First, we asked our Twitter followers to vote:
This time the majority of our followers were WRONG! Read further to find out why.
But first, let’s see what SEO professionals had to say about the result of this test:
I am guessing it improved the CTR slightly however, I'm not sure it would necessarily be good for organic rankings if it just strengthens competing pages with the main category page.— Geoff Jackson (blue tick) (@zigojacko) December 1, 2022
I'd remove the image if you want to make this a hot take. Clearly, adding the category gives more context to a page when the page title is a brand or seemingly random collection of words. Adding context will almost always improve ecommerce performance in these situations.— Joshua Jarvis (@jarvatar) December 1, 2022
Follow us on LinkedIn to share your thoughts on the next test.
The Case Study
Page titles are often the most prominent element a user sees in the search results. In search, you are always competing with other search results. Therefore, it is essential to write the most relevant page title. Finding the most optimal page title often requires a lot of testing and trade-offs between including relevant keywords and having search results that grab users’ attention to improve click-through rates (CTR).
Product pages on an ecommerce website are often the most important pages when it comes to monetization. Running tests on these types of pages to find the best possible answer for both search engines and users can be very rewarding when it comes to optimizing your organic performance and revenue. For a large ecommerce company, we added the name of the product category to the titles of their product pages to see if it made their search results more relevant and effective.
We hypothesized that adding the category name would add relevance as it gives users and search engines more insight into what the product type is. In addition, by adding the category name, we added (relevant) keywords related to the product, which we assumed could increase visibility for relevant searches.
We wanted to validate whether adding the product category name to the product page titles would have a positive effect on organic traffic, as shown in the example:
We used SplitSignal to change the page title for the tested product pages. In total, approximately 5,000 product pages were selected as either control or variant. We started the test and ran it for 21 days. We found that Googlebot visited 91% of the pages tested.
We had a script to track whether Google would show the desired page title changes for the tested pages. We were able to determine that Google displayed the changes in the search results.
Adding the category name to product page titles resulted in an estimated −8.2% loss in clicks to the tested pages.
Within a week, we were able to determine that the effect we saw was significant. When the blue shaded area performs below or above the x=0 axis, the test is statistically significant at the 95% level. This means that we can be confident that adding the product category name to the title of the product page will have a negative effect on organic traffic to the product pages of the website.
Note that we are not comparing the actual control group pages to our tested pages. but rather a forecast based on historical data. The model predicts the counterfactual response that would have occurred had no intervention taken place. We compare this with the actual data. We use a set of control pages to give the model context for trends and external influences. If something else changes during our test (e.g., seasonality), the model will detect and take it into account. By filtering these external factors, we gain insight into the true impact of an SEO change.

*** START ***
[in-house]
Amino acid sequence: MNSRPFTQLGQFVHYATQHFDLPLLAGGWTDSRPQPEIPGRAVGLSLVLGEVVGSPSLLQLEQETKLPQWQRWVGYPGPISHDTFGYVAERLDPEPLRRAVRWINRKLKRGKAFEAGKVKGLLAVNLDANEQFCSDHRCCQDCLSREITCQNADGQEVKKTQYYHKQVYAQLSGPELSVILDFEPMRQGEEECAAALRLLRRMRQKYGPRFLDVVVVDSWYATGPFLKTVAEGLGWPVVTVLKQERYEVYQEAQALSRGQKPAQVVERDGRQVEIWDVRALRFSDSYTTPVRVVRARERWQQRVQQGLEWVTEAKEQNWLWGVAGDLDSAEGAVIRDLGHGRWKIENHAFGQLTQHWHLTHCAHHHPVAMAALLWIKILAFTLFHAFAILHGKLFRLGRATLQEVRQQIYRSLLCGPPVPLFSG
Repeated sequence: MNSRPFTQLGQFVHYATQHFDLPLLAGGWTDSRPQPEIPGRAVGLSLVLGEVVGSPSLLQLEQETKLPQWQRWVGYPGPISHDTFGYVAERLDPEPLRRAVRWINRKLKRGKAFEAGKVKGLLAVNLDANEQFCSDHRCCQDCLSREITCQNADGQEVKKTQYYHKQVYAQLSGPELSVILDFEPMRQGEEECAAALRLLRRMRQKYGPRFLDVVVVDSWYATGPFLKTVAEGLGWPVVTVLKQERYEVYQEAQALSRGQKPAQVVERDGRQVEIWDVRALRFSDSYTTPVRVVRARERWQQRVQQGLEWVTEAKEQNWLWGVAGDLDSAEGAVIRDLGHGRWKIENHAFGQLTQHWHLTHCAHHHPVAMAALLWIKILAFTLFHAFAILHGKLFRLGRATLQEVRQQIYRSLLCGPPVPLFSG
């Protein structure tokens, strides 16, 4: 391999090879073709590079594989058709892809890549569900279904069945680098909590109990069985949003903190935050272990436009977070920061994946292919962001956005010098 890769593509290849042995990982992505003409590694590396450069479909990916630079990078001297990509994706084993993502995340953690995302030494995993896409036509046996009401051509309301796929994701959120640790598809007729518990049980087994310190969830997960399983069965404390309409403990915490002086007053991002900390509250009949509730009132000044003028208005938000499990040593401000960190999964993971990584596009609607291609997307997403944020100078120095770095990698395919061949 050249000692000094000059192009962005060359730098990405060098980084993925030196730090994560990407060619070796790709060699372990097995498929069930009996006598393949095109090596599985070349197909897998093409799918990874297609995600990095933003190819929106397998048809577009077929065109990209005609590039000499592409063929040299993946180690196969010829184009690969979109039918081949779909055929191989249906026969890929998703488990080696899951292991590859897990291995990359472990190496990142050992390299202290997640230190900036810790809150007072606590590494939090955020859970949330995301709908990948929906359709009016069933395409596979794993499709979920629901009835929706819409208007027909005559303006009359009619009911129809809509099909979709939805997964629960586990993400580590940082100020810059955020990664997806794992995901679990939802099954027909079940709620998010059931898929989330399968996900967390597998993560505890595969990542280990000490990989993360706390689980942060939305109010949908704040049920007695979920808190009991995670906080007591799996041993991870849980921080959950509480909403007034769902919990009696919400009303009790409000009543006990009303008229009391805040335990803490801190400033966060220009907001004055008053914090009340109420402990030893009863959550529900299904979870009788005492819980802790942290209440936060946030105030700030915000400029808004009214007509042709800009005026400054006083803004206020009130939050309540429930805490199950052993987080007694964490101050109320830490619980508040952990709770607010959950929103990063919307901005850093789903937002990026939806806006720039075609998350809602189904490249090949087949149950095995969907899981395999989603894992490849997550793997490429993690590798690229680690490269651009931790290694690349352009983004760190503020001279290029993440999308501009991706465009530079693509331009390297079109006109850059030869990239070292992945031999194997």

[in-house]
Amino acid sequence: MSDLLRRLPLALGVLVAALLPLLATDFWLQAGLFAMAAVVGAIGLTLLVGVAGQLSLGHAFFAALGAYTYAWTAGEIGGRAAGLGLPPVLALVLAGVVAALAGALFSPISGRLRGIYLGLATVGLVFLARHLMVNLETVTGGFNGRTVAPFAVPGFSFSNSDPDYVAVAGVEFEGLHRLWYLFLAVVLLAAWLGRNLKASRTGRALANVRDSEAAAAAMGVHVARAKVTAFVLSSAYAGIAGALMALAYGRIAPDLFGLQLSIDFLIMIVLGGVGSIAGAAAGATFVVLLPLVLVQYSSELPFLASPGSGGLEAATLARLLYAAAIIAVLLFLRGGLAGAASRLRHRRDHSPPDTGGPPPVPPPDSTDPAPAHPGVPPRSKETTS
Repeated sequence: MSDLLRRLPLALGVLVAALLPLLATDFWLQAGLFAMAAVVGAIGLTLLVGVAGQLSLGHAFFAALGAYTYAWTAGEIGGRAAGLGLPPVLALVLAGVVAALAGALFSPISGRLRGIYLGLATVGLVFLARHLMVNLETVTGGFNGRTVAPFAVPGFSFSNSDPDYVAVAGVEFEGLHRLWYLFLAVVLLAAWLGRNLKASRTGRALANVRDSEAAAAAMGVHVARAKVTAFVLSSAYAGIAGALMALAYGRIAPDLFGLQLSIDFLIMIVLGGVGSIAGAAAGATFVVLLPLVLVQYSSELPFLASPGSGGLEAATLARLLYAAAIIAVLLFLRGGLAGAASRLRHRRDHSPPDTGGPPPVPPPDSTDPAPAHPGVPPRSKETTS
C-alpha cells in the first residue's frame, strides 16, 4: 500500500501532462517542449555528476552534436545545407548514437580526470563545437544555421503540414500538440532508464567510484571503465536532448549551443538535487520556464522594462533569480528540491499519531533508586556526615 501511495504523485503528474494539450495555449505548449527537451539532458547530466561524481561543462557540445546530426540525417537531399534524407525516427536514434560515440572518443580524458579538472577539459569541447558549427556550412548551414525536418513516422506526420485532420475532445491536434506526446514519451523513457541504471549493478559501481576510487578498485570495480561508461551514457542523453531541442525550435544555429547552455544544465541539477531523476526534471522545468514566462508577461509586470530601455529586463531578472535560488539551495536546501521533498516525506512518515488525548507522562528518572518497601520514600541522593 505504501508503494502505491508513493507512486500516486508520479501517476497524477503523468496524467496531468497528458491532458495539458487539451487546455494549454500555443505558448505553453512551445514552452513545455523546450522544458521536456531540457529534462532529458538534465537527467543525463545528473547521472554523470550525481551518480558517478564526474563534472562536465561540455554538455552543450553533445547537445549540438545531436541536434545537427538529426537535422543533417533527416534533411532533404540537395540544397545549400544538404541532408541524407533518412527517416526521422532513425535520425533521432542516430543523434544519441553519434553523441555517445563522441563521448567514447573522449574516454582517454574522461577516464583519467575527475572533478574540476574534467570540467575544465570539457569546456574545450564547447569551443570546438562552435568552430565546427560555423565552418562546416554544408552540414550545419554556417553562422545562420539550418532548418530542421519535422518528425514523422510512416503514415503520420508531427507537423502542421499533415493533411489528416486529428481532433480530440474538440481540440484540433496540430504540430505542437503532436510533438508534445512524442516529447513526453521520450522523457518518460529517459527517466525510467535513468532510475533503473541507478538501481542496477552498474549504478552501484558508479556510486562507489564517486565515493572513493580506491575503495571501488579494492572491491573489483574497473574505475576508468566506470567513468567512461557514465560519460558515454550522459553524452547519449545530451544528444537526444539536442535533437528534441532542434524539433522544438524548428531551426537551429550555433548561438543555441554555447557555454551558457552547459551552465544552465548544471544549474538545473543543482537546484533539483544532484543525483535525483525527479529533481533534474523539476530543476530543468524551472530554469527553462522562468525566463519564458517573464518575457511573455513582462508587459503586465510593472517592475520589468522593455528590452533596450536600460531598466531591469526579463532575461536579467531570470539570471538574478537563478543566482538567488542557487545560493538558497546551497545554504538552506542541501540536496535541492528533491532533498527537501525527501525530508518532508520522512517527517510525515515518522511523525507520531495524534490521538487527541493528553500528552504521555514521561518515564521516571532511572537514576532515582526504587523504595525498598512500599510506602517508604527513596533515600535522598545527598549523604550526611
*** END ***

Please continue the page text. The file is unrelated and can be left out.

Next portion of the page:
This test is a perfect example of why you should validate changes before deploying them to your website. Testing can be a great ‘safety net’ when it comes to changes that negatively affect your organic performance. Naturally, we wanted to dig deeper into why this led to a negative outcome.
We concluded that many page titles were getting too long, resulting in truncated snippets of search results. Since the website in question is a well-known brand, this may have contributed to the negative result of the test.
We also concluded that adding more descriptive information about the product type is probably unnecessary for both Google and users. We found that Google generally showed the same search results for queries like “bose QuietComfort 45 black” and “bose QuietComfort 45 black headphones,” meaning that Google already has a good understanding of what the product is and for which queries the product page is a relevant search result. In addition, users who perform these types of long-tail searches already know that they are searching for “headphones,” for example. This is why adding the category name doesn’t add any extra value to the title of the product page.
To further validate these findings, we ran the same test setup for multiple websites, all of which resulted in a negative result. Adding the category name to an online music store’s product page titles resulted in a −7.2% organic traffic loss. For another ecommerce website, the test resulted in a loss of −5.4%. This doesn't necessarily mean that this is a negative change by default, but it should definitely be tested before being rolled out on your website.
Keep in mind that something that works for one website may not work for another. The only way to know for sure is to test what works for you!